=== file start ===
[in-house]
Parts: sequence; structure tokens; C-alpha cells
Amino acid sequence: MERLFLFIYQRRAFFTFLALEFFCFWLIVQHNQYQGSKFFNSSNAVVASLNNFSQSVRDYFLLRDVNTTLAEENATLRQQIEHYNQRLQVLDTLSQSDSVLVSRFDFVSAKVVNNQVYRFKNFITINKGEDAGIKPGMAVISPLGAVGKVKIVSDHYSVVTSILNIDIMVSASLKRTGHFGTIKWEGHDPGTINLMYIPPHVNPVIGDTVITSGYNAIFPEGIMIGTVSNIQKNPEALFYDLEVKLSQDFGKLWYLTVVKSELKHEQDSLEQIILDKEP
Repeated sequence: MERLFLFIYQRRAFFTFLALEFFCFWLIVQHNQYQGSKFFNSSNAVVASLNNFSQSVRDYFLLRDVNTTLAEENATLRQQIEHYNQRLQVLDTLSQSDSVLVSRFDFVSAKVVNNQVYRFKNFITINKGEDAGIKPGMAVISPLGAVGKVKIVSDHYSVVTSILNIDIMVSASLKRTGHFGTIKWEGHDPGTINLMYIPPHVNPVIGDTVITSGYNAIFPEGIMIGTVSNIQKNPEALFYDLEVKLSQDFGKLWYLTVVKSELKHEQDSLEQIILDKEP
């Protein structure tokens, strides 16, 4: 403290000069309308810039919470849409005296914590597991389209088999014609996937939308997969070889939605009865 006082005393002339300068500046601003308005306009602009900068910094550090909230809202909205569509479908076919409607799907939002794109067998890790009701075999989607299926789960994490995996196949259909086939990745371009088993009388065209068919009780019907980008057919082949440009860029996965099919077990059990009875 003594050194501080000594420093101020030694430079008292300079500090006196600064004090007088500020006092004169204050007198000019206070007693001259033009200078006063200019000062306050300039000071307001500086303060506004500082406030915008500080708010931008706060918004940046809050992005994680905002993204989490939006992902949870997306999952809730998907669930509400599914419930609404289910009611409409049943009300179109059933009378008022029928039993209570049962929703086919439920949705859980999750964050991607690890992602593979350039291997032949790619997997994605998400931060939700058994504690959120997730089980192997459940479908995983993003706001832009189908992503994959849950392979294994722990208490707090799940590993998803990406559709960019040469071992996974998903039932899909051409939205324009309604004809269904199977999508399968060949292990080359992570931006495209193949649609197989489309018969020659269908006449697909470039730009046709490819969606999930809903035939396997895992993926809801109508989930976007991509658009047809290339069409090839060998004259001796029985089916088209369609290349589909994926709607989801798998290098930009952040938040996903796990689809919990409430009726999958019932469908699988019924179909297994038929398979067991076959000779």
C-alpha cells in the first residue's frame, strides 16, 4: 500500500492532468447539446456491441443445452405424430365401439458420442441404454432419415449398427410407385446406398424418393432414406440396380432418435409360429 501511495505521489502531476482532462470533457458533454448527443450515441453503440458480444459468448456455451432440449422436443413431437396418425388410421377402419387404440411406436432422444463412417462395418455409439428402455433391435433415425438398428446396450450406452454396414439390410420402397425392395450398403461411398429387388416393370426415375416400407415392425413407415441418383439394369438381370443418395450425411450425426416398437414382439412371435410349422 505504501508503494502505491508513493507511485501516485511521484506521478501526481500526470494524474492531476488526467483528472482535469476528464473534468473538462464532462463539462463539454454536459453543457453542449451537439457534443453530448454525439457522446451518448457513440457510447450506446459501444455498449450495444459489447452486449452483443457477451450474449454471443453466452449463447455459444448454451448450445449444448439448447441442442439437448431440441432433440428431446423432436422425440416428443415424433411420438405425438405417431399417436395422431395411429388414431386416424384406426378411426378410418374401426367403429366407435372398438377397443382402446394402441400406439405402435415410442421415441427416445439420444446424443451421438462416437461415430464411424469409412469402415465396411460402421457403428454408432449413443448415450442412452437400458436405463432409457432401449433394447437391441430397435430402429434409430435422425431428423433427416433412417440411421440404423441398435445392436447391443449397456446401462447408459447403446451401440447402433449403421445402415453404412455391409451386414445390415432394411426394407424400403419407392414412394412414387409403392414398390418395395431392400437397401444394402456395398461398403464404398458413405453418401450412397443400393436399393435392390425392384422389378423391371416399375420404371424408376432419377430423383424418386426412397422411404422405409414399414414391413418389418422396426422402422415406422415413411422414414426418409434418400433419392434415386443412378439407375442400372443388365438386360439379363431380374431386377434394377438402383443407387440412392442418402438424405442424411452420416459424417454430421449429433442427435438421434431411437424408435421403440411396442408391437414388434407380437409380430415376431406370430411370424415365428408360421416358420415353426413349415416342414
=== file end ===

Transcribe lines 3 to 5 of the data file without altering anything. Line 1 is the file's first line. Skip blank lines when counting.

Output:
Amino acid sequence: MERLFLFIYQRRAFFTFLALEFFCFWLIVQHNQYQGSKFFNSSNAVVASLNNFSQSVRDYFLLRDVNTTLAEENATLRQQIEHYNQRLQVLDTLSQSDSVLVSRFDFVSAKVVNNQVYRFKNFITINKGEDAGIKPGMAVISPLGAVGKVKIVSDHYSVVTSILNIDIMVSASLKRTGHFGTIKWEGHDPGTINLMYIPPHVNPVIGDTVITSGYNAIFPEGIMIGTVSNIQKNPEALFYDLEVKLSQDFGKLWYLTVVKSELKHEQDSLEQIILDKEP
Repeated sequence: MERLFLFIYQRRAFFTFLALEFFCFWLIVQHNQYQGSKFFNSSNAVVASLNNFSQSVRDYFLLRDVNTTLAEENATLRQQIEHYNQRLQVLDTLSQSDSVLVSRFDFVSAKVVNNQVYRFKNFITINKGEDAGIKPGMAVISPLGAVGKVKIVSDHYSVVTSILNIDIMVSASLKRTGHFGTIKWEGHDPGTINLMYIPPHVNPVIGDTVITSGYNAIFPEGIMIGTVSNIQKNPEALFYDLEVKLSQDFGKLWYLTVVKSELKHEQDSLEQIILDKEP
């Protein structure tokens, strides 16, 4: 403290000069309308810039919470849409005296914590597991389209088999014609996937939308997969070889939605009865 006082005393002339300068500046601003308005306009602009900068910094550090909230809202909205569509479908076919409607799907939002794109067998890790009701075999989607299926789960994490995996196949259909086939990745371009088993009388065209068919009780019907980008057919082949440009860029996965099919077990059990009875 003594050194501080000594420093101020030694430079008292300079500090006196600064004090007088500020006092004169204050007198000019206070007693001259033009200078006063200019000062306050300039000071307001500086303060506004500082406030915008500080708010931008706060918004940046809050992005994680905002993204989490939006992902949870997306999952809730998907669930509400599914419930609404289910009611409409049943009300179109059933009378008022029928039993209570049962929703086919439920949705859980999750964050991607690890992602593979350039291997032949790619997997994605998400931060939700058994504690959120997730089980192997459940479908995983993003706001832009189908992503994959849950392979294994722990208490707090799940590993998803990406559709960019040469071992996974998903039932899909051409939205324009309604004809269904199977999508399968060949292990080359992570931006495209193949649609197989489309018969020659269908006449697909470039730009046709490819969606999930809903035939396997895992993926809801109508989930976007991509658009047809290339069409090839060998004259001796029985089916088209369609290349589909994926709607989801798998290098930009952040938040996903796990689809919990409430009726999958019932469908699988019924179909297994038929398979067991076959000779």